Judge, staff commended on code enforcement

CLEWISTON — Hendry County Planning & Community Development Director Margaret Emblidge gave an update about staff’s code enforcement efforts for the commissioners on Tuesday, Feb. 12.

“This is a follow-up from the January meeting regarding the code enforcement cases that were taken to the new Hendry County judge, Darrell Hill, and the staff report shows that there was a positive result of the cases, in the findings of the cases.… The purpose of this was to basically report on whether the court approach was a success or not, based on our new processes that code enforcement has been implementing, and we continue to improve and also based on the new judge. We are also looking at the next court hearing date on Feb. 21 to report on, and from there we’ll be having the discussion of whether we want to continue with the county court judge or look into a special magistrate,” she capsulized.

Although she wasn’t there in person, she said, “as far as the feedback I received from those who did attend, it seemed it was very good as far as staff’s presentation and the judge’s responses and the results.”

Commissioner Darrell Harris said, “I attended. I was impressed.”

Swindle: ‘Looks like resounding success’

Commissioner Michael Swindle asked, “What was the tone of the judge?” To which Mr. Harris replied: “Everything for us.”

Mr. Swindle said he’d read about the results, and “just from my perspective, looking at the data that’s presented, it looks like a resounding success in the progress that was made. Half of them came to compliance before they ever got there, and only a few were granted hardship cases. I think that that’s phenomenal.”

Mr. Swindle noted that “Commissioner (Karson) Turner has been very engaged, and I’d like to hear from his standpoint what he thinks about this.”

Beginning with stating that he would “buy a jersey and put Judge Hill’s name on it and wear it to sleep at night!” Mr. Turner was enthusiastic in his praise.

“These staff people represented the county to the utmost of their abilities, and the thing that I love the most about it was, they were working with our constituents, (though) they were over here on an issue, and the constituent was over there on the issue, everybody respected everybody. It was handshaking, and everybody was on the same page, and I just thought it was an extremely respectful process,” Mr. Turner stated.

“And the judge really led on the tone on that, but our staff should be commended. And I think Jennifer (County Administrator Davis) has done a great job along with Mrs. Emblidge, of getting them all on the same page (that) we’re trying to better the process. The judge clearly was being direct and firm and giving clear order on where we needed to see the properties going to, by the constituent and what they needed to be moving toward. We were extremely victorious from the standpoint of percentage of items that went before the judge and ruled in the direction that staff recommended.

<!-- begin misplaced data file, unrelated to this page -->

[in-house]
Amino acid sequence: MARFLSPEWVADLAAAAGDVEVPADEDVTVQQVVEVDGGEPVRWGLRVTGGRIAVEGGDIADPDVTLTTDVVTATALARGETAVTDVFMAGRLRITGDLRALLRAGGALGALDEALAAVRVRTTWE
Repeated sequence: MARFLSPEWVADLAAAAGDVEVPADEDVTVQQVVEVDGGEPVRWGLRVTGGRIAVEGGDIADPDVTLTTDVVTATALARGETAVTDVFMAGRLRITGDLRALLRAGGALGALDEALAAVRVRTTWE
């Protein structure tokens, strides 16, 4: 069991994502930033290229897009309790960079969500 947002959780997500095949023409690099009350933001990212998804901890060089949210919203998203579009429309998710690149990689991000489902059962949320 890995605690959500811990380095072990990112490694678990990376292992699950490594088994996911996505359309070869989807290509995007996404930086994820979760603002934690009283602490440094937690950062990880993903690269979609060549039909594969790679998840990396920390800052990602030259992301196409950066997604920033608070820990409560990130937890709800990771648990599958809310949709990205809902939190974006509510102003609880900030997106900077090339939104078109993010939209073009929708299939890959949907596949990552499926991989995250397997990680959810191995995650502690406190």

“I envision someone that probably has a hoarding issue, and stuff’s grown up (in the yard), and they are the definition of a blight to their neighbor. And what I’m wanting to see is, after this process unfolds, what does compliance actually look like? And how do we make it where that property is being dealt with from an A-to-Z perspective? I thought that it was an overwhelming success.”

Turner questions: Make fine process more punitive?

Code enforcement officer Wanda Rota-Reina appeared to explain details about a couple of the cases, and there followed a long discussion.

Mr. Turner asked her if they should be looking at perhaps an automatic daily fine process in more extreme cases of people scoffing at county code enforcement efforts, because there are some homeowners who have avoided contact or fixing their properties’ problems after they’re cited as being in violation, and remaining in noncompliance.

County Attorney Mark Lapp explained that there is a series of contacts that need to happen to document cases, which can take months, but that there does exist authority to impose daily fines as long as there is some trigger found, where the judge could order it if requested. Fines also can be foreclosed on after a certain time.

Mr. Turner wanted to make it in the form of a motion to have staff move forward with a daily fine-imposing process on scofflaw property owners, and Mr. Lapp said it is in the code, varying on violation. Ms. Emblidge said that due process must be followed but that allowable time periods possibly could be shortened, but that the county needs to be very careful of its legal ground.

Lake Okeechobee News reporter/editor Chris Felker can be reached at cfelker@newszap.com.

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